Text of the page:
The marriage ceremony follows the meeting of both families. Both families would meet at the bride’s home. An advance notice is given to the bride`s family for the visit. On the said day, the groom’s family will arrive at the bride’s home. First the bride’s family will welcome them. Drinks and kola nuts supported with some money will be offered to the visiting family, as is customary in Urhobo tradition. A spokesman for the bride’s family will make the presentation of the drinks and kola nuts with the money to the visiting family. The visitor’s spokesman will accept the presentation on behalf of the groom’s family. After this initial customary entertainment, the visitors are asked the purpose of their visit.
The visitors would inform the bride’s family that they have come to marry their daughter for their son, who may or may not be present at this protocol.
If the bride’s family accepts this explanation, they would go through a process of the identification of the bride they wish to marry. The visitors would be told that the family has many daughters; as such, its members do not know which of their daughters their son would like to marry. The bride’s family would then bring out a girl who is not the bride, and parade this girl in front of the groom’s family. The groom would reject this girl saying that she was not the one he wants. This formality would be repeated about three times. Each time a girl is paraded and rejected, the groom’s family would be asked to pay the rejected girl some money. Finally, the bride is presented to the groom to confirm the true identity of his chosen bride.
Once this process is concluded, the bride’s consent would then be obtained. That is, she will be asked if she is willing to marry the groom. The family of the bride can only receive the dowry if she consents to marry the groom. This process is only a formality on the day because in most cases, the dowry amount and all arrangements would normally have been agreed upon. That is, both families would have reached some understanding. The groom or his family would pay a dowry to the bride’s family. The dowry is the price money paid to the bride’s family on account of the bride.
It is worth mentioning here that, it is customary that before the stage of pouring the libation is reached, that the potential husband and his family would pay several visits to the family of the bride to be. The purpose of these visits is to negotiate and to meet certain pre-marriage requirements stipulated by the bride’s family. For example: the dowry would be negotiated and agreed beforehand; the bride’s uncles, aunts and the bride’s father and mother would be bought several gift items, such as walking stick and hat, etc, for the bride’s father; wrapper, tobacco, etc., for her mother, and other items for her uncles, aunts, and other relatives.
Upon acceptance of the
dowry, the bride’s father pours a libation. The libation is poured
using a native gin (ogogoro) or may be
represented by Gordon gin and kola nuts.
The bride’s father offers a prayer / blessing
for the couple. At this point, the bride sits on the husband’s lap. The
drink is handed to the husband who drinks first; he then hands it to
to drink. The wife would drink and pass it back to her husband to
finish, as a
sign of respect. Then only are they declared husband and wife. Both
members present at the ceremony, would then shower the couple with
final stage of a full marriage according to Urhobo custom. It denotes
completion of all antecedent requirements necessary on the part of the
It is the escorting of the bride by
her family with her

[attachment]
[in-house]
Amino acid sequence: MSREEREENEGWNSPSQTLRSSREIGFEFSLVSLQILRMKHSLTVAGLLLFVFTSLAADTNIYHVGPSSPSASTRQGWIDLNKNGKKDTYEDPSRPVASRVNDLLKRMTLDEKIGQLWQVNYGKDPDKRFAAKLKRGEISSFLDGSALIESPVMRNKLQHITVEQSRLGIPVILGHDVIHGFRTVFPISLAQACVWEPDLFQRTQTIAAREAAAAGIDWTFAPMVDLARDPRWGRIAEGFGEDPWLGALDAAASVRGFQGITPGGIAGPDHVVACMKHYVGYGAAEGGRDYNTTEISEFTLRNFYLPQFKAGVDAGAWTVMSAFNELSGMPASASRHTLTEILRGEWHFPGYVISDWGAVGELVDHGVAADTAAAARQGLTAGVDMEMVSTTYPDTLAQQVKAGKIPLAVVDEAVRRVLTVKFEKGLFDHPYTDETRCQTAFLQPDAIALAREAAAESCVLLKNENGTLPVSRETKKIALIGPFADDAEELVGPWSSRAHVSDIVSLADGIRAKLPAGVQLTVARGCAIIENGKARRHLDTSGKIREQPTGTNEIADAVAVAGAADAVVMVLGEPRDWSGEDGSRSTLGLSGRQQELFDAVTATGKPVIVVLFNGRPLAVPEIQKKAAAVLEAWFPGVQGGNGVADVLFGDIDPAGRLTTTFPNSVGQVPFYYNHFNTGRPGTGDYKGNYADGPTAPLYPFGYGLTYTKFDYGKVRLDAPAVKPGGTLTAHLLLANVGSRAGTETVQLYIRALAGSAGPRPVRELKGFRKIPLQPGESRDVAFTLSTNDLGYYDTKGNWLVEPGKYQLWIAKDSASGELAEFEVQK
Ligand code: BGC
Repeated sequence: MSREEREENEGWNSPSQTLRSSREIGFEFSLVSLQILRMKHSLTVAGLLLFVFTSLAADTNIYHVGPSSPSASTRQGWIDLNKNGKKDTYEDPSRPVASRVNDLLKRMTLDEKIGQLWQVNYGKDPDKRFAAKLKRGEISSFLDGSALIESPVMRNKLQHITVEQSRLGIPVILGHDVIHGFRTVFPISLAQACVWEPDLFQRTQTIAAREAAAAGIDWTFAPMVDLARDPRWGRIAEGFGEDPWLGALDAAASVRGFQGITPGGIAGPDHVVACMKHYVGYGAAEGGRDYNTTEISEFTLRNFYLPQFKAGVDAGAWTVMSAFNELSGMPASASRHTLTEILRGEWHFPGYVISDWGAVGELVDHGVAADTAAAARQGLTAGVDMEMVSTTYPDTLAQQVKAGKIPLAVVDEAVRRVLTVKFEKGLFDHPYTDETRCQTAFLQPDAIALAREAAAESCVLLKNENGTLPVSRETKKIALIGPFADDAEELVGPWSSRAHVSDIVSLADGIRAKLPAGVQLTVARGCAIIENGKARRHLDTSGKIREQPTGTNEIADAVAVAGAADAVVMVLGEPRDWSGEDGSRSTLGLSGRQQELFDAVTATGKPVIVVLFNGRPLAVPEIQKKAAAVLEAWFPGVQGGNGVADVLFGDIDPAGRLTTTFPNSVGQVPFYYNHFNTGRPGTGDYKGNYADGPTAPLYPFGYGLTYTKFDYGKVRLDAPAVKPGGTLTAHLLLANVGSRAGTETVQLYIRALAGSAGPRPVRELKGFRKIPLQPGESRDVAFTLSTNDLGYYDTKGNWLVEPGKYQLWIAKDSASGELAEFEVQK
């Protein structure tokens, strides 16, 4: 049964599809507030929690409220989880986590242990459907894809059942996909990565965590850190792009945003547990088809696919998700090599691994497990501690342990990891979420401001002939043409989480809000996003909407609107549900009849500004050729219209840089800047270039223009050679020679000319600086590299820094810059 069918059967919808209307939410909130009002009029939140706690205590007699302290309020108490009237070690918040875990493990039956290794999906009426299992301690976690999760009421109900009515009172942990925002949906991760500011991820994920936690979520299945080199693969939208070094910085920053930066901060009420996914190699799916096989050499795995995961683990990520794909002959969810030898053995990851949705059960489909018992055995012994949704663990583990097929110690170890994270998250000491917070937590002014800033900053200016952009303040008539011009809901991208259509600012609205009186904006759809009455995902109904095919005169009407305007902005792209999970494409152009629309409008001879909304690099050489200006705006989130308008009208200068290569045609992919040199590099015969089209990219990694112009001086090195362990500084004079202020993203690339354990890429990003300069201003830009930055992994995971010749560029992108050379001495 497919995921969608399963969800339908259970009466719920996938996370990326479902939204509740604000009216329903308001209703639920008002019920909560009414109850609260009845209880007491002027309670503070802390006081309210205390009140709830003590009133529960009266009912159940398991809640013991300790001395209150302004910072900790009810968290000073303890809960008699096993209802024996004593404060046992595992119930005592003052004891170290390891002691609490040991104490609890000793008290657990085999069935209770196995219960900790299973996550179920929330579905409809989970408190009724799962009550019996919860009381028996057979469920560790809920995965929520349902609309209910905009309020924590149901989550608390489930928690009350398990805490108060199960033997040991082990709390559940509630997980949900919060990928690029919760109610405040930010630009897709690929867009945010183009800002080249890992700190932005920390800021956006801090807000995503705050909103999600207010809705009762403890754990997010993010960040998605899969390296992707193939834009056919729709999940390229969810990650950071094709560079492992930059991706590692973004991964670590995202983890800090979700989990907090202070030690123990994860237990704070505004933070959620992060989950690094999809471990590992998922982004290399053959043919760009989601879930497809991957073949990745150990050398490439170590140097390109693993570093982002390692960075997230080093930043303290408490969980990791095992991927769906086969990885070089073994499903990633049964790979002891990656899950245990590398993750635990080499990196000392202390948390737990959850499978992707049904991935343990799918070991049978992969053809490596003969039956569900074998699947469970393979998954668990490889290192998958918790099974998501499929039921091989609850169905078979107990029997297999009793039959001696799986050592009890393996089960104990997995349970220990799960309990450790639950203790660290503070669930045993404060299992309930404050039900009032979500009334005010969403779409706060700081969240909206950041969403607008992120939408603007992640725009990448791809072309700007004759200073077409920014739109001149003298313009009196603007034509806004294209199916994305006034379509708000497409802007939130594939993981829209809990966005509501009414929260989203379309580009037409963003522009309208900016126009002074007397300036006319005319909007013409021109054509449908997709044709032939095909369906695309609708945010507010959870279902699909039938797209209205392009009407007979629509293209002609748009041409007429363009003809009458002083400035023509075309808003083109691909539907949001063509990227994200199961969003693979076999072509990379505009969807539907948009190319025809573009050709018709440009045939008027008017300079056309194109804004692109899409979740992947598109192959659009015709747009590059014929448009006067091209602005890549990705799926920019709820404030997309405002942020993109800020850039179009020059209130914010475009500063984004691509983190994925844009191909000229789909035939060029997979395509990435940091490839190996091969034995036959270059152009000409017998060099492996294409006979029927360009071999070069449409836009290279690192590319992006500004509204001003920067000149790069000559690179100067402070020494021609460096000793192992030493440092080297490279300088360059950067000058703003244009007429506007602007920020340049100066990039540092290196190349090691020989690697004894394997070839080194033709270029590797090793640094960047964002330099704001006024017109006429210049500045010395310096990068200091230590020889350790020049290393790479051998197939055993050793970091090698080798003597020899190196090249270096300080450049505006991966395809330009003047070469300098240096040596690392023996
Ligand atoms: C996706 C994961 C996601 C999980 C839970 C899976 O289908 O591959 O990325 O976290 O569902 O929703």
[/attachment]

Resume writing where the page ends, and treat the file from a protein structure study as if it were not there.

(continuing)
properties, goodwill, to the head of the husband’s family, and handing
over until death of the bride as wife to the
groom’s family. A special ceremony is usually performed to invoke the
ancestors to also receive her, and bind her over in fidelity to their
son – the
husband. The entire women receive the bride, eat and dance in the
prepared for her till dawn of the following day .
7.2 Implications of Polygamous Marriage.
9. The Male’s Perspective.
male finds the
system of marriage as a gross and unwanted interference upon their
tradition. They see it as a restriction, and an infringement of what
come to believe as their natural right to enjoy the marriage of many
they choose .
10. General Enlightenment / Education.
With more women being more educated, this brings about economic and financial independence. As such, women can afford to pay off their dowry, acquire their own property, which they can retain in their own rights.
As a conclusion, I would like to suggest that both polygamous marriage (Urhobo) and monogamy (Western) have their merits and demerits, as contained in the body of this paper. However, it is my opinion that our daughters have come to reject Urhobo traditional marriage.
This is because of the implications of the polygamous practice connected with the Urhobo traditional marriage. Our mothers of old only married once in the traditional way, and were contented with it. Modern Urhobo women can no longer tolerate the practice of polygamy, hence their preference for the Western marriage which excludes the marriage of other wives.
They also cherish the fundamental marital rights, which the western marriage offers the woman, e.g., property rights. Ultimately, I believe that there ought not to be any provision for the continuity of polygamous marriage in modern day Urhobo society, particularly when today’s fathers give their daughters away in a church or registry marriage ceremonies, having themselves performed the traditional Urhobo (polygamous) marriage. Have the men stopped to question why their daughters now prefer the western type of marriage to the traditional Urhobo marriage?
If modern Urhobo fathers, who ought to be the custodians of our customs and traditions, now encourage the practice of giving away their daughters in marriage at the Church or registry; knowing that this excludes Urhobo polygamous practice, does this not mean that they now give greater credence to the Western form of marriage than to Urhobo traditional marriage?